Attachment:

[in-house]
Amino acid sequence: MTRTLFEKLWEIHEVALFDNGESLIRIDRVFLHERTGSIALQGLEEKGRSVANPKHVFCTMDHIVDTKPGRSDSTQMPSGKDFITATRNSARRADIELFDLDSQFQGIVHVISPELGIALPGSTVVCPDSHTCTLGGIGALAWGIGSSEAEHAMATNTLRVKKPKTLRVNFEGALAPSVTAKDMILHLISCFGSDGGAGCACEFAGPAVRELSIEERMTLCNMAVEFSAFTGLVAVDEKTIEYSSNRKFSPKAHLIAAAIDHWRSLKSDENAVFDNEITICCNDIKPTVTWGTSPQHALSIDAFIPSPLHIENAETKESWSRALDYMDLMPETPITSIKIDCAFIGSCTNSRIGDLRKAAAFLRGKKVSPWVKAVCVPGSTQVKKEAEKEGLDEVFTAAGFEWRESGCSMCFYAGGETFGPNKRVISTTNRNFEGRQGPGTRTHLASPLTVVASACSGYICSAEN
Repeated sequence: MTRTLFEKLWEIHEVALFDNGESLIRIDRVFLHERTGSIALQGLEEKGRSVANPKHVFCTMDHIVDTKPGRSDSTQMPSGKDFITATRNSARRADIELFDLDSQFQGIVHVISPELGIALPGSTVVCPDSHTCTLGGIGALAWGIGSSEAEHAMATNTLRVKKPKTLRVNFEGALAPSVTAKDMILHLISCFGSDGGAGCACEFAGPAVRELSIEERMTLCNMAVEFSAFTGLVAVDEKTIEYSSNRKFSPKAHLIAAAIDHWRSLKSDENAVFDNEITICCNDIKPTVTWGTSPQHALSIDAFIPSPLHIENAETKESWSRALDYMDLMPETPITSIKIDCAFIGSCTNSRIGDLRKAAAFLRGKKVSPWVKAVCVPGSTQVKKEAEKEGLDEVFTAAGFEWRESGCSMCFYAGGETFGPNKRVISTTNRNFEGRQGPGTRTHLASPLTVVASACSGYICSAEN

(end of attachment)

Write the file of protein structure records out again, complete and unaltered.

[in-house]
Amino acid sequence: MTRTLFEKLWEIHEVALFDNGESLIRIDRVFLHERTGSIALQGLEEKGRSVANPKHVFCTMDHIVDTKPGRSDSTQMPSGKDFITATRNSARRADIELFDLDSQFQGIVHVISPELGIALPGSTVVCPDSHTCTLGGIGALAWGIGSSEAEHAMATNTLRVKKPKTLRVNFEGALAPSVTAKDMILHLISCFGSDGGAGCACEFAGPAVRELSIEERMTLCNMAVEFSAFTGLVAVDEKTIEYSSNRKFSPKAHLIAAAIDHWRSLKSDENAVFDNEITICCNDIKPTVTWGTSPQHALSIDAFIPSPLHIENAETKESWSRALDYMDLMPETPITSIKIDCAFIGSCTNSRIGDLRKAAAFLRGKKVSPWVKAVCVPGSTQVKKEAEKEGLDEVFTAAGFEWRESGCSMCFYAGGETFGPNKRVISTTNRNFEGRQGPGTRTHLASPLTVVASACSGYICSAEN
Repeated sequence: MTRTLFEKLWEIHEVALFDNGESLIRIDRVFLHERTGSIALQGLEEKGRSVANPKHVFCTMDHIVDTKPGRSDSTQMPSGKDFITATRNSARRADIELFDLDSQFQGIVHVISPELGIALPGSTVVCPDSHTCTLGGIGALAWGIGSSEAEHAMATNTLRVKKPKTLRVNFEGALAPSVTAKDMILHLISCFGSDGGAGCACEFAGPAVRELSIEERMTLCNMAVEFSAFTGLVAVDEKTIEYSSNRKFSPKAHLIAAAIDHWRSLKSDENAVFDNEITICCNDIKPTVTWGTSPQHALSIDAFIPSPLHIENAETKESWSRALDYMDLMPETPITSIKIDCAFIGSCTNSRIGDLRKAAAFLRGKKVSPWVKAVCVPGSTQVKKEAEKEGLDEVFTAAGFEWRESGCSMCFYAGGETFGPNKRVISTTNRNFEGRQGPGTRTHLASPLTVVASACSGYICSAEN